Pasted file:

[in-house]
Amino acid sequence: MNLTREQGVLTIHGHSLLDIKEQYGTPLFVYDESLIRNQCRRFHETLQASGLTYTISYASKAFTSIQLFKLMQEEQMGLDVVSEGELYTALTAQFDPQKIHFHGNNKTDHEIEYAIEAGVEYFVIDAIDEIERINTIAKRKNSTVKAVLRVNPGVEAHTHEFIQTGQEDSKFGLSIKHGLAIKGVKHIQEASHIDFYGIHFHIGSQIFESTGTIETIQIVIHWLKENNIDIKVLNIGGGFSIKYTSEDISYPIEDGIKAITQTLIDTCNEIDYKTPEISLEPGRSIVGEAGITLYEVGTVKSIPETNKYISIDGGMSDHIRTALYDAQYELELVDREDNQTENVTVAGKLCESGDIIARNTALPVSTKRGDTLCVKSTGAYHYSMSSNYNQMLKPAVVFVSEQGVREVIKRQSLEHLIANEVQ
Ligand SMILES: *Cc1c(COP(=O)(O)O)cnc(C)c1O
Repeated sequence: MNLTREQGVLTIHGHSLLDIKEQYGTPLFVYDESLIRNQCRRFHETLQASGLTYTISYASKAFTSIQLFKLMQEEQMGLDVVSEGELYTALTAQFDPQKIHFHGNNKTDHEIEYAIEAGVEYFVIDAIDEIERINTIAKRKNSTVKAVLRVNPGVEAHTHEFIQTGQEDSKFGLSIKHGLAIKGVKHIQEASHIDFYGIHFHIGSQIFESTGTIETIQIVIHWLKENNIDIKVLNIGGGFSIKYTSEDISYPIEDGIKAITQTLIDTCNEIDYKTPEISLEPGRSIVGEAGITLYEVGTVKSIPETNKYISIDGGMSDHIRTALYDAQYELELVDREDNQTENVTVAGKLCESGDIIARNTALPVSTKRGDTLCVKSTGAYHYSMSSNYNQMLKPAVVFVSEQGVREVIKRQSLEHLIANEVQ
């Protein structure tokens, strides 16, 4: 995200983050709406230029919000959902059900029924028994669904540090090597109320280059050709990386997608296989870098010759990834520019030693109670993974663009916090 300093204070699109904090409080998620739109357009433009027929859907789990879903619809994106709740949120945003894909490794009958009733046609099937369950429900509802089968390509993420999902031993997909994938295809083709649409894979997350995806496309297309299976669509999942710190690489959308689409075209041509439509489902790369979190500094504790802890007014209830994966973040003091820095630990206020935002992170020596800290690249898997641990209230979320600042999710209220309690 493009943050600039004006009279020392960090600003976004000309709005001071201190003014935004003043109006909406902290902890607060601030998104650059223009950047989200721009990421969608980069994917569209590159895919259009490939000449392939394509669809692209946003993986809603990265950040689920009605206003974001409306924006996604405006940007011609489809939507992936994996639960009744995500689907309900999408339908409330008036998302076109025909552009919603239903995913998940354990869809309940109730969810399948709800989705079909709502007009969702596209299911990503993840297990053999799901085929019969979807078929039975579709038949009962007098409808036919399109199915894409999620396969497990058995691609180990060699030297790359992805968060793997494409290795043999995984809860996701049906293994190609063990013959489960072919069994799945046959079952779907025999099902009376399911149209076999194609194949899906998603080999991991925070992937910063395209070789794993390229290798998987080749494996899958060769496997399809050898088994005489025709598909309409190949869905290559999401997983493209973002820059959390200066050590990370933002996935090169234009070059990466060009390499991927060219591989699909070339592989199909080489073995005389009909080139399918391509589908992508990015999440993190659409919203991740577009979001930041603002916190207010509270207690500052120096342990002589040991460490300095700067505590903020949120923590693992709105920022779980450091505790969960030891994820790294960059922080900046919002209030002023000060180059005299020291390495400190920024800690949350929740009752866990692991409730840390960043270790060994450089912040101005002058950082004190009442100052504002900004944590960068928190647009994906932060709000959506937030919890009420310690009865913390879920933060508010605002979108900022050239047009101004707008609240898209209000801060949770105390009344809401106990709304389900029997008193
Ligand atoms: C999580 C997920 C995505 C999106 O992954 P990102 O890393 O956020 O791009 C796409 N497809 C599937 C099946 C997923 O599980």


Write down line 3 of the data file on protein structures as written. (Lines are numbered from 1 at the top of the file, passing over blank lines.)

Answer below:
Ligand SMILES: *Cc1c(COP(=O)(O)O)cnc(C)c1O